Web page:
In a move that has ramifications for service departments across the country, the Australian Government has announced it will introduce a mandatory data sharing law for service and repair information.
The government announced its decision during a specially convened meeting between peak automotive bodies with Federal Assistant Treasurer, the Hon. Michael Sukkar MP, and Treasury Department officials in Melbourne at the end of October.
A mandatory data sharing law will ensure independent workshops have access to motor vehicle service and repair information at a fair price. This law will provide a level playing field in the sector and allow consumers to have their vehicle safely repaired by the repairer of their choice.
“We welcome the Government’s announcement that it will develop legislation to regulate the sharing of service and maintenance information, and commend Minister Sukkar for his leadership on this matter,” AADA CEO, James Voortman said.
“The AADA maintains its support for a regulatory approach to information sharing, provided it is done on fair and reasonable commercial terms and allows for the secure release of sensitive information such as that used on safety, security and emissions systems.”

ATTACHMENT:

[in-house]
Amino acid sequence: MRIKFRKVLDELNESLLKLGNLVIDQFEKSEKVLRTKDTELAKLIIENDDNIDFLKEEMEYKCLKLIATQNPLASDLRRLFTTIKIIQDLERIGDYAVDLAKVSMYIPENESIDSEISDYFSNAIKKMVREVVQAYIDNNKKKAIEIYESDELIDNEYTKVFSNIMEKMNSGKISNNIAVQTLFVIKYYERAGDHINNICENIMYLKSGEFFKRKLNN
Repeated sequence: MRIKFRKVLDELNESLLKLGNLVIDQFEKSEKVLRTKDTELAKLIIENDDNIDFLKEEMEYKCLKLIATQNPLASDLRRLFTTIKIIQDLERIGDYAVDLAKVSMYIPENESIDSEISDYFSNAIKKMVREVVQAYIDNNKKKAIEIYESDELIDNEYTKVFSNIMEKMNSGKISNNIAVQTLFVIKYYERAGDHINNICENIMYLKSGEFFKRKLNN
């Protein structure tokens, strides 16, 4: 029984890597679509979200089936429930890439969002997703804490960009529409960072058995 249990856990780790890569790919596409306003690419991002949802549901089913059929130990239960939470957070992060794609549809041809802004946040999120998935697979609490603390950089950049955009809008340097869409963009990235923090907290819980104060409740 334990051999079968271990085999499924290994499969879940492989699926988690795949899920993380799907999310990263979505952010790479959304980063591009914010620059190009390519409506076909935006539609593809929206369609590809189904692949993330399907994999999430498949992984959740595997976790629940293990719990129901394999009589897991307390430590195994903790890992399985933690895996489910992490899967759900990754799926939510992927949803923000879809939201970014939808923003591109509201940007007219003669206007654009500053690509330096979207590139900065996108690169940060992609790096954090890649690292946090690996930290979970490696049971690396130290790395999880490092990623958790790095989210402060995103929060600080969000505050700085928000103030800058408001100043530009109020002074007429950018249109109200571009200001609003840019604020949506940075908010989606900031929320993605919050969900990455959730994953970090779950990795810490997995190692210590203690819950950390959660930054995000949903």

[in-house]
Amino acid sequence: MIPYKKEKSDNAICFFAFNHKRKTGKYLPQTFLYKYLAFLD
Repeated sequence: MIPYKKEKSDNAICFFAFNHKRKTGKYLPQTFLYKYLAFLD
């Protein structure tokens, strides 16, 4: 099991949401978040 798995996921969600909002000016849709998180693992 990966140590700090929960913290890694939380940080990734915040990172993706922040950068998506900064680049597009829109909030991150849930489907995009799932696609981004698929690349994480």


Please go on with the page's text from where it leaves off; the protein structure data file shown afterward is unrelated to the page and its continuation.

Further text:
“There is still much detail to be developed and we look forward to working with the Government and the other industry participants to arrive at a workable solution.”
The Motor Trades Association of Australia (MTAA) also welcomed the announcement. MTAA CEO Richard Dudley said the MTAA and its members had arranged business and workshop visits for many Parliamentarians and stakeholders and engaged experts from the United States in preparing a draft Code of Conduct to guide further discussions and analysis of international jurisdictions.
“MTAA congratulates Minister Sukkar on his leadership in finalising Government’s response to this critical issue and in addressing a recommendation of the ACCC for a mandated and prescribed scheme,” Mr Dudley said.
As well as AADA, VACC, and MTAA, the other peak automotive organisations involved in the process were the Australian Automotive Aftermarket Association, Federal Chamber of Automotive Industries, and Australian Automobile Association.
“The AADA will continue to work with the Government, Departmental officials and the industry association involved to ensure the best possible outcome is reached for members,” Mr Voortman said.